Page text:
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gossipgirlpicforIC.jpgIn just a few days the CW Network’s hottest show “Gossip Girl,” will be back on the air. All “Gossip Girl” fans and closet cases will be able to get their fill of Blair, Serena, Dan, Jenny, Chuck, and Nate—maybe I left some people out but these are the only ones that count. Secretly, I was kind of excited to have “Gossip Girl” back. The show fulfills my need for a guilty pleasure that doesn’t involve me committing any actual sins. But for the past two weeks, I have been assaulted with an advertising campaign for the show that has made me think twice about watching it.The campaign is based on the “sex sells” model. Sex in the back of taxicabs, sex in bars, sex in the middle of the floor of random places, sex in bed followed by post-coitus cuddling and chatting; all this sex on a show about a bunch of teenagers. Hot, steamy, teenage sex, without consequence is what the CW is pushing to get people’s eyes back on “Gossip Girl.” If that isn’t bad enough, each of these steamy commercials is followed by a chat-speak phrase. The commercials started out with “OMG, ” translated “Oh My God.” But the latest group of commercials takes it one step further with “OMFG,” I hope that I don’t have to tell you what the “F” stands for. Not only is that blasphemous but in the context of the commercial—which I have posted below—it makes the CW Network look like it’s in the business of peddling lascivious content involving minors. No, the actors aren’t minors but their characters are. One could make the case that there are adults who watch this show so the mature content doesn’t matter, but what of the amount of teen and ‘tweens that watch as well. What kind of message are we sending to them? Watching grown women have premarital sex a la “Sex and the City” is one thing–morally wrong to many of us–but at that age they are grown enough to make their own decisions and deal with the consequences. But teenagers having sex and treating it like a trip to the mall and never having an authority figure tell them about the seriousness of their actions is quite another. It’s a bad message to send to the impressionable teenagers that watch the show. We can’t be in denial any longer. Our children are sometimes deeply impacted by what they see on television, hear in music, and watch in the world around them. I can say this because I see teens every morning who have nothing but shows like “Gossip Girl” to watch, Snoop Dogg to listen to, Cosmopolitan to read, and parents who don’t have time to enforce the boundaries they’ve established. It’s a scary thing.Shouldn’t the CW take some responsibility and air a safe sex/abstinence campaign in the midst of airing a show that makes teenage sex look desirable—and without true consequence? Maybe I am just an old-fashioned girl, but I just don’t believe that the network—or the creators of the show—should be held blameless in helping a generation of kids to discover sex well before they know of it’s true consequences–and know what to do when those consequences arise. Won’t someone call them to task? See what all the hubbub is about below.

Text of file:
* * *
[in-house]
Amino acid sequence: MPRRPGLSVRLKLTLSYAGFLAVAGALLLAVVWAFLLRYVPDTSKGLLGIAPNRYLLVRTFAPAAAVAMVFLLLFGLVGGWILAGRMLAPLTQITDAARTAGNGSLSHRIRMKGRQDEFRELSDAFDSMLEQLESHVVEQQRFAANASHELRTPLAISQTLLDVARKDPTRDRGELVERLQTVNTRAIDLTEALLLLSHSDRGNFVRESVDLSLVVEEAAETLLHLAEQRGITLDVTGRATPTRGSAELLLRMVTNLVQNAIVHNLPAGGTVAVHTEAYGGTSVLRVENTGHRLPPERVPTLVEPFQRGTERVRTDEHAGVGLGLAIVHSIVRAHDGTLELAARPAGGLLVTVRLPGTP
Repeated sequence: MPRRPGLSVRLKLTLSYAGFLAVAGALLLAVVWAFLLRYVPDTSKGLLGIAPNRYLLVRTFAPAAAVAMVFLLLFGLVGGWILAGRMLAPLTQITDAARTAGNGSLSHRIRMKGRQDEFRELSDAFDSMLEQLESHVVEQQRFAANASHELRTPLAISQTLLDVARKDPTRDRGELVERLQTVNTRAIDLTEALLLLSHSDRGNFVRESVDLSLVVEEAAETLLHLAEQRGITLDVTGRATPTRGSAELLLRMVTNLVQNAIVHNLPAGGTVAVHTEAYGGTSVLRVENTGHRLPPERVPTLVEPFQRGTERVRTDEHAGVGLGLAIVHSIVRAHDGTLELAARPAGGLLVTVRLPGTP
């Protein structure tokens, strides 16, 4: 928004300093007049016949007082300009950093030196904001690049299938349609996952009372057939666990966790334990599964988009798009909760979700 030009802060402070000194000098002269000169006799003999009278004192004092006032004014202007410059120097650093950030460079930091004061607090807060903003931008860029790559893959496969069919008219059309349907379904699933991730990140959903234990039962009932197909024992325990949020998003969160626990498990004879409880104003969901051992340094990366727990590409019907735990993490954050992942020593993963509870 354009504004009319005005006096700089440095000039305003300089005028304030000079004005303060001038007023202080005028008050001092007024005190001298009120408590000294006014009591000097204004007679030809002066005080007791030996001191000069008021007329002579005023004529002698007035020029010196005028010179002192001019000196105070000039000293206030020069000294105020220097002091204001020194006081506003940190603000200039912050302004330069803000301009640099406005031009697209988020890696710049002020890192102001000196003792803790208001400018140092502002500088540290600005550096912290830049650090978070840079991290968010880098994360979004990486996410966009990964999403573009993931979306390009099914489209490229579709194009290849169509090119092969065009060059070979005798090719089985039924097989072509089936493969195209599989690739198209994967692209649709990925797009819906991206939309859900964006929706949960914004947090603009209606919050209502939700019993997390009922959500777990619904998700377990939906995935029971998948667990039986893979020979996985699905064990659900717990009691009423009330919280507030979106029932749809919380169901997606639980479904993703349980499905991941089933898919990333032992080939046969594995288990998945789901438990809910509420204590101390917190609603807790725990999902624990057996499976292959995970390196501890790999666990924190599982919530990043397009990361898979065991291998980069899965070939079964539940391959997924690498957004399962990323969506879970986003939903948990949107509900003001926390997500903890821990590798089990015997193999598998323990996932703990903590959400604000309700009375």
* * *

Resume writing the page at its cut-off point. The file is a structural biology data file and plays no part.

So where do we go from here?

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